Mar 132014
 

Unknown-5 UnknownMy wife, Trish, and I set off at 5.30 am in Kaikoura, on the south island of New Zealand.  We had been disappointed in past dolphin tours, but this area of the world has an incredible number of these adorable creatures.  Dolphins need at night in a co-operative manner making sure that everyone gets to eat.  Each dolphin may consume up to 30 lbs of fish a day.  We had three hours of watching and interacting with these delightful and intelligent creatures.  Later, I thought about the experience.  I am not the first human to think that we can learn from them.

Co-operation:  We live in a world where famine and poor nutrition affects the vast majority of the world.  We have the resources to feed everyone.  We don’t.  Dolphins co-operate in finding food for everyone.  They hunt in pods – everyone eats.  I may be simplifying this comparison, but we live in a dog-eat-dog world.  Food is controlled, manipulated, stolen, resold and destroyed for greed and profit.  There are great organizations working to bring food and seeds to the needy but it’s a war zone.  I recently heard of a large tomato conglomerate that is buying up the seeds.  They sell to developing countries but the seeds have been so ‘doctored’ that the poor people can only get one crop.  If there is drought or floods then the farmer has to buy a new set of seeds.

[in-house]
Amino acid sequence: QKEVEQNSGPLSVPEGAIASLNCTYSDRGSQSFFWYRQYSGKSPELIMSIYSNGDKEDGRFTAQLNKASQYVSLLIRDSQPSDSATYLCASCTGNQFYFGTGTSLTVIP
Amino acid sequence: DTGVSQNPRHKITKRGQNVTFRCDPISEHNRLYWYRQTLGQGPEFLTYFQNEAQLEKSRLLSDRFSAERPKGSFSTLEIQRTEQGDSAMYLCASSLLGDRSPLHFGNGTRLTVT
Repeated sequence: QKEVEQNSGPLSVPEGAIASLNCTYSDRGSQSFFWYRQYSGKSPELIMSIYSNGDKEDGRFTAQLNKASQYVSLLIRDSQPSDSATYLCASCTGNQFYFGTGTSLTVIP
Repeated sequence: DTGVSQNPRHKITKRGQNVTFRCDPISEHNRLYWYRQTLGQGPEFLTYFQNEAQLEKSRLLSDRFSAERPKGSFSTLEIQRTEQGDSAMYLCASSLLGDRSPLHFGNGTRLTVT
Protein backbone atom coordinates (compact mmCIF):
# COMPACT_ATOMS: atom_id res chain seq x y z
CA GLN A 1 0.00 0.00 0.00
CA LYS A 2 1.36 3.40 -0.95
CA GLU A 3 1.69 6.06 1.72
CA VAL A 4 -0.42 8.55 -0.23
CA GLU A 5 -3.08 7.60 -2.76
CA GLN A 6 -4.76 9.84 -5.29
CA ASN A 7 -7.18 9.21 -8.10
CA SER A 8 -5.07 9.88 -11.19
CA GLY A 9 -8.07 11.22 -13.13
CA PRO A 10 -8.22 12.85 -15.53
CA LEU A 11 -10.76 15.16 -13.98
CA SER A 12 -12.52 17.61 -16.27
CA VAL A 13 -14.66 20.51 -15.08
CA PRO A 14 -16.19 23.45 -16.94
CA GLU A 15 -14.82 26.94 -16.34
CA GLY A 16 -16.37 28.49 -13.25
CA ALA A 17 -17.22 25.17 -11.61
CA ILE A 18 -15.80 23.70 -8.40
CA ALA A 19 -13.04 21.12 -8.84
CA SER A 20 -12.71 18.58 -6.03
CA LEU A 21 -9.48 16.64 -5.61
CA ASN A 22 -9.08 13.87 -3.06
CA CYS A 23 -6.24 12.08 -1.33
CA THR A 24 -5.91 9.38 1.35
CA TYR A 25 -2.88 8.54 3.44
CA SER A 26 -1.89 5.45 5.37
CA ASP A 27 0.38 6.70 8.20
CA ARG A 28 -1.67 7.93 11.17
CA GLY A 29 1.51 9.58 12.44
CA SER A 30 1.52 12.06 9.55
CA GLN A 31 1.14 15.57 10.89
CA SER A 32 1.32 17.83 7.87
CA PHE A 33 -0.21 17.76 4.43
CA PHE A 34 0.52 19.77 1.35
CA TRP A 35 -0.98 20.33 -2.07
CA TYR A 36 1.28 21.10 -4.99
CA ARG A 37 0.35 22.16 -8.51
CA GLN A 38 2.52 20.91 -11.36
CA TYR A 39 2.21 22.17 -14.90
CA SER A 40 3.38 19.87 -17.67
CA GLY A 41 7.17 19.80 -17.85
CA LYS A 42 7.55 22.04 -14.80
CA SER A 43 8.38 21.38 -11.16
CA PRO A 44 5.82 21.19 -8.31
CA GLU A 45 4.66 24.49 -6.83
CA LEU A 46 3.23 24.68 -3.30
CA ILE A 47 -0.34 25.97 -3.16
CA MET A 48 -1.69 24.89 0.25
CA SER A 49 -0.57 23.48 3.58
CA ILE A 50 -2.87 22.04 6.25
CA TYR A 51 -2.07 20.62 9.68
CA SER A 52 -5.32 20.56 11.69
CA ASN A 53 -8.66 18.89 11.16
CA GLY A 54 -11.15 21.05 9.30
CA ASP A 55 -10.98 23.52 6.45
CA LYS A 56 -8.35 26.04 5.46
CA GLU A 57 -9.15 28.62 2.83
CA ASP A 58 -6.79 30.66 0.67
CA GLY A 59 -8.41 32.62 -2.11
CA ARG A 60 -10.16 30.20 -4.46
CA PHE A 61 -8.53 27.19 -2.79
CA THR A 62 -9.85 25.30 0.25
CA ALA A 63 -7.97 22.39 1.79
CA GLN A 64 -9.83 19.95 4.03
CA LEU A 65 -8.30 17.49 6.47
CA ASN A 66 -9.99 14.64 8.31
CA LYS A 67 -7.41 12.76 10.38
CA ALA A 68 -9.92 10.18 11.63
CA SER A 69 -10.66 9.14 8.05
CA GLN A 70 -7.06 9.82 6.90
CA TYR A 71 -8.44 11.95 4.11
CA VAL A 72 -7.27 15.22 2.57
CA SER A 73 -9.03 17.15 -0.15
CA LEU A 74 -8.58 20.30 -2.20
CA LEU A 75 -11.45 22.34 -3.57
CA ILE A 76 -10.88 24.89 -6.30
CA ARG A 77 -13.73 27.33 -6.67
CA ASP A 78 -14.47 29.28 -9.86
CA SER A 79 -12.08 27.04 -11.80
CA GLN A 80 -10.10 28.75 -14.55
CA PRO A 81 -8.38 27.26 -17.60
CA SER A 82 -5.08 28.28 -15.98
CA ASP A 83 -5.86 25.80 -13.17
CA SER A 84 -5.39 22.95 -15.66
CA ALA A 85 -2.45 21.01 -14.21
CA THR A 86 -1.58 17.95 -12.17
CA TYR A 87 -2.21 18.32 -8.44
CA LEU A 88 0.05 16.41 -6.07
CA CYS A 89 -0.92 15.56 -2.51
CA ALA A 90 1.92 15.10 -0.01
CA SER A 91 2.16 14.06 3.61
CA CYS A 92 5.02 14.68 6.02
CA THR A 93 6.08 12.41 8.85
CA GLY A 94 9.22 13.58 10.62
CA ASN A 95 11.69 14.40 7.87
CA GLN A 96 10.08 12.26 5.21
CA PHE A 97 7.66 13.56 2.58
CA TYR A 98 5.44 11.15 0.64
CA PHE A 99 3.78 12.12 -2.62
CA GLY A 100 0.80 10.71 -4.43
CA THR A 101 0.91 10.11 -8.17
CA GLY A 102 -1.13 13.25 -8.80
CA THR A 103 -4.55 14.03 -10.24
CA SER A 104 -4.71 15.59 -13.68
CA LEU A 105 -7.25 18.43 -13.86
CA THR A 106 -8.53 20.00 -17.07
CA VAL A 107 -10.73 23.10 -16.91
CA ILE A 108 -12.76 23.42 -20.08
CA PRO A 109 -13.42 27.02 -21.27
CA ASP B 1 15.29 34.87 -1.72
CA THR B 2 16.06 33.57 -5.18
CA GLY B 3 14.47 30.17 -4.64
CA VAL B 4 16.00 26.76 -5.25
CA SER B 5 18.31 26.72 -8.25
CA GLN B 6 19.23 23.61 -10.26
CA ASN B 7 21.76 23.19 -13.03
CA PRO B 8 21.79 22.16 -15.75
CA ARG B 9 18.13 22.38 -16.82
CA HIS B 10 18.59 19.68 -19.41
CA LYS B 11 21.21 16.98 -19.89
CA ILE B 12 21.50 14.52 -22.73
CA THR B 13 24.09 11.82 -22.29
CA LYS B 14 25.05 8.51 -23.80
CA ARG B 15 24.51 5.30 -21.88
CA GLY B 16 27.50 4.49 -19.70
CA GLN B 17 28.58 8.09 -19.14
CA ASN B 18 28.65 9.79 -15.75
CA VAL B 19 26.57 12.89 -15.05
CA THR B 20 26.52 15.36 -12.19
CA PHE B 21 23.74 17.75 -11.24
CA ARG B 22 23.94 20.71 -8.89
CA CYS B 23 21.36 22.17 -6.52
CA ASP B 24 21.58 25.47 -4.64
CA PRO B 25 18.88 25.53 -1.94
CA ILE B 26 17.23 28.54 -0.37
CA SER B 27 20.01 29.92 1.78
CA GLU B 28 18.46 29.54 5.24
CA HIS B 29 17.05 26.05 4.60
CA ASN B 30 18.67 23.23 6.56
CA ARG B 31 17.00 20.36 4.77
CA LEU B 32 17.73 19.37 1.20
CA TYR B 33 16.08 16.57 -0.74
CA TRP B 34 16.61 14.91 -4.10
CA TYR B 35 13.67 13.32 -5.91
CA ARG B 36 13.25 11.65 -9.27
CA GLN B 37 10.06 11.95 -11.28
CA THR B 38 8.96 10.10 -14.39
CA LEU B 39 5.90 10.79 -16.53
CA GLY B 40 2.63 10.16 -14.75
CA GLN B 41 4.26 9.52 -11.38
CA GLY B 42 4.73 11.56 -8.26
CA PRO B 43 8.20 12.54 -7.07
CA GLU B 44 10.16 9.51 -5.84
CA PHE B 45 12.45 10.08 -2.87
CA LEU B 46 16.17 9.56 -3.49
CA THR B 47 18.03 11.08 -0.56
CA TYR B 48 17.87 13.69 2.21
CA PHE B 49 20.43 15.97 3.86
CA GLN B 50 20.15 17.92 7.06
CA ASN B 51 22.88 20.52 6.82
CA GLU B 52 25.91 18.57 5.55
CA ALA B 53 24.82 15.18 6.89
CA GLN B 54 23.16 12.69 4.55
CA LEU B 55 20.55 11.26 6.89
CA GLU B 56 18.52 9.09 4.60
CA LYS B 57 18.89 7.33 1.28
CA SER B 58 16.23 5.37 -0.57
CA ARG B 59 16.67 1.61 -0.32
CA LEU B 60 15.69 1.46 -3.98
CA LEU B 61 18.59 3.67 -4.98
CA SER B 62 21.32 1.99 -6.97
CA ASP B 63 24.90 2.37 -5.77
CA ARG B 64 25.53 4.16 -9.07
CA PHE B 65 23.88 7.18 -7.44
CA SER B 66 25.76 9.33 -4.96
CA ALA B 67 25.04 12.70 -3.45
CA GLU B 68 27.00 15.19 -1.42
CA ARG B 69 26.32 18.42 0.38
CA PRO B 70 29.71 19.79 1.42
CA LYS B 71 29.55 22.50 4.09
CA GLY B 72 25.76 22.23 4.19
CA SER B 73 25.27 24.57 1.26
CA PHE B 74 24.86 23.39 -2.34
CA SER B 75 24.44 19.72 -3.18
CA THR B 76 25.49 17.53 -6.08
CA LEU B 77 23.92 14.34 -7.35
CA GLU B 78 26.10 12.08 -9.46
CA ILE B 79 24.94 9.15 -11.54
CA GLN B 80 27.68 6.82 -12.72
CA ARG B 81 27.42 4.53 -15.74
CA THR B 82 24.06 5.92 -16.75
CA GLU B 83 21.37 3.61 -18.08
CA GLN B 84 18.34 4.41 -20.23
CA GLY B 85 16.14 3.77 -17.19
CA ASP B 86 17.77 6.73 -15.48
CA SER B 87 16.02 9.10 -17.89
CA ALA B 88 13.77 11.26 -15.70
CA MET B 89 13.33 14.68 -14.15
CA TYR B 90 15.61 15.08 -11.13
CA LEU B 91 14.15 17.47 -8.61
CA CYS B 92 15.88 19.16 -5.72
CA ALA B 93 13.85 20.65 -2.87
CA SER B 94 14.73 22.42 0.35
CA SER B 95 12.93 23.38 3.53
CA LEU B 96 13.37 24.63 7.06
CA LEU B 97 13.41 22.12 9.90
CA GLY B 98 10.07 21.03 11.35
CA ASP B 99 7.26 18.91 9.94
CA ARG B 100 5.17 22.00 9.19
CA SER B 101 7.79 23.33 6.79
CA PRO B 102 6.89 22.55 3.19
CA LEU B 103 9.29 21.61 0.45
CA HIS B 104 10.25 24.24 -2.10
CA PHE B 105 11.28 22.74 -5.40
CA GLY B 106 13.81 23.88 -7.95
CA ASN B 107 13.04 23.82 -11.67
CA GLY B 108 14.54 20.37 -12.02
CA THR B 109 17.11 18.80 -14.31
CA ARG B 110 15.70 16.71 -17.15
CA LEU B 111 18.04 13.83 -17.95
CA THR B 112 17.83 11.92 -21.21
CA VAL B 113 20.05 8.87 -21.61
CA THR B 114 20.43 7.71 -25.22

The Kindness Factor:    They communicate using a variety of clicks, whistle-like sounds and other vocalizations.  The tourists and Trish and I found ourselves imitating them, singing to them and just losing ourselves in their world.  They are known to be kind and will stay with injured or ill individuals, even helping them to breathe by bring them to the surface if needed.  Their kindness factor is also extended to other marine species.

Not Quite Perfect:  Dolphin males do fight with one another for females.  Some male bottlenose dolphins have engaged in infanticide.  Again, it’s the males!  

Unknown-4The Happiness Factor:  We were watching Dusky Dolphins. There are 32 marine species of dolphin and 4 species that live in rivers.  We watched these 2m size beauties leap as high as 30 feet in the air and turn and do tricks.  I think they were trying to get a better look at us. lol.  The tourists including Trish and myself began to interact with them.  We sang and made noises and the dolphins came close and sang back.  Thank you, ellen and others, for encouraging us to dance, sing and be kind to one another.

 Heading Back to Shore:   As we huddled over hot chocolate, tourists from all over the globe had happiness in their eyes.  We chatted easily as a family. Together we had shared a wonderful experience.

 

 

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